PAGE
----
BLOOMSBURG -- We've seen reports of one threat after another at some schools in our area following last week's deadly shooting in Florida. It raises the question: "How do schools handle the threats?"
The Bloomsburg Area School District had what officials there call "an alleged threat" this past fall. Since then, the district has been working to keep students and parents informed in case of a real emergency.
Each morning, more than 1,000 students walk through the doors in the Bloomsburg Area School District. School administrators are working to protect those students from any possible threats.
Almost a week removed from the deadly shooting in Florida, Bloomsburg Superintendent Donald Wheeler says protection starts with communication.
"Kids, adults, community members feel comfortable saying, here's what we are hearing, here is what we are seeing, and it may be a false report, but we would rather have a false and move through that," Wheeler said.
"I think students stepping up and reporting it will keep us most safe," said senior Haley Windon.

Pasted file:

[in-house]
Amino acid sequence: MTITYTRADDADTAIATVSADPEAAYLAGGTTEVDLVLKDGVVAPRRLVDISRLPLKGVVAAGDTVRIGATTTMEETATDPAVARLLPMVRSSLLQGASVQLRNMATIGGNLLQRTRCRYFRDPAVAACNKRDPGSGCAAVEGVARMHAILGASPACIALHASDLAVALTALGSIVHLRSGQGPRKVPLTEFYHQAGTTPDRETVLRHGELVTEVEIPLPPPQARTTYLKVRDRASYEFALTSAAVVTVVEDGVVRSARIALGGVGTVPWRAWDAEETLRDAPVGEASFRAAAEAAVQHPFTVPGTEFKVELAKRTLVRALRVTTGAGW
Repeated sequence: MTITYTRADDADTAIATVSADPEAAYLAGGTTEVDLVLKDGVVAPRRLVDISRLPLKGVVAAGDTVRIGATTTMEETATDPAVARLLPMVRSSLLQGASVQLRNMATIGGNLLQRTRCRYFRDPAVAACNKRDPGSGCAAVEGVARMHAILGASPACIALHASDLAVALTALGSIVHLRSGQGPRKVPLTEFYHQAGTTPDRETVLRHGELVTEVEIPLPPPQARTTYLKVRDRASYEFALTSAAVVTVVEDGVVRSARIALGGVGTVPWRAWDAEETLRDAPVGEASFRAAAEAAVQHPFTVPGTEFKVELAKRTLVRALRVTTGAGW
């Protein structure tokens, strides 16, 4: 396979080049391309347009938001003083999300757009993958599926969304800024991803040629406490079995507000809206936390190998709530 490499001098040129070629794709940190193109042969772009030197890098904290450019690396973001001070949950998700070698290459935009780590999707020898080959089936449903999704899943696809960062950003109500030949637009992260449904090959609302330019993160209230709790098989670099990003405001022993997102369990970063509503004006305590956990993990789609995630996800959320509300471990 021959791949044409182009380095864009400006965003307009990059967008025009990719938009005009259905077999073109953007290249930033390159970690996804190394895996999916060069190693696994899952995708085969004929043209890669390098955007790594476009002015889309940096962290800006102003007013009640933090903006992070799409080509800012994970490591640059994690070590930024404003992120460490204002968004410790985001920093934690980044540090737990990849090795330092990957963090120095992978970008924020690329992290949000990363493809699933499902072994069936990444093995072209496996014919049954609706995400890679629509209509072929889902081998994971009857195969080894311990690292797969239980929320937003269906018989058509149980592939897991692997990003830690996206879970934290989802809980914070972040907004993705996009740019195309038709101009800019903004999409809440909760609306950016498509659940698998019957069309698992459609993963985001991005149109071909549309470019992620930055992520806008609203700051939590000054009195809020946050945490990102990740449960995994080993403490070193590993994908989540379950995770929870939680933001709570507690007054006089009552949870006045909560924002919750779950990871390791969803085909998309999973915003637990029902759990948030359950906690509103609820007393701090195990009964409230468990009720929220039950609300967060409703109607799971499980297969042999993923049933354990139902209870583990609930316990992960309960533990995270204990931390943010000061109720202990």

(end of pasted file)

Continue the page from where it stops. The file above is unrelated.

The district developed a step-by-step threat assessment for school officials to follow.
After an alleged threat in the fall, Bloomsburg Area High School Principal Mellisa Day says this new procedure will keep a clear line of communication.
"We recognized that it was important to share the procedures if there was a threat against the students and the school," Day said.
The threat assessment helps school officials deal with all levels of threats.
"If we find a weapon, if there is a verbal threat with specific information, if we find things on social media that cross the line, if we have potential with drugs or anything like that, then we definitely call the police," said Wheeler.
Superintendent Wheeler believes in staffing all of the district's buildings with guidance counselors, even having at least some to help monitor social media.
"Guidance counselors will help us take a proactive stance, besides security, helping students feel comfortable and safe in school."
Bloomsburg Area school officials urge students if they see something to say something to help keep the school safe.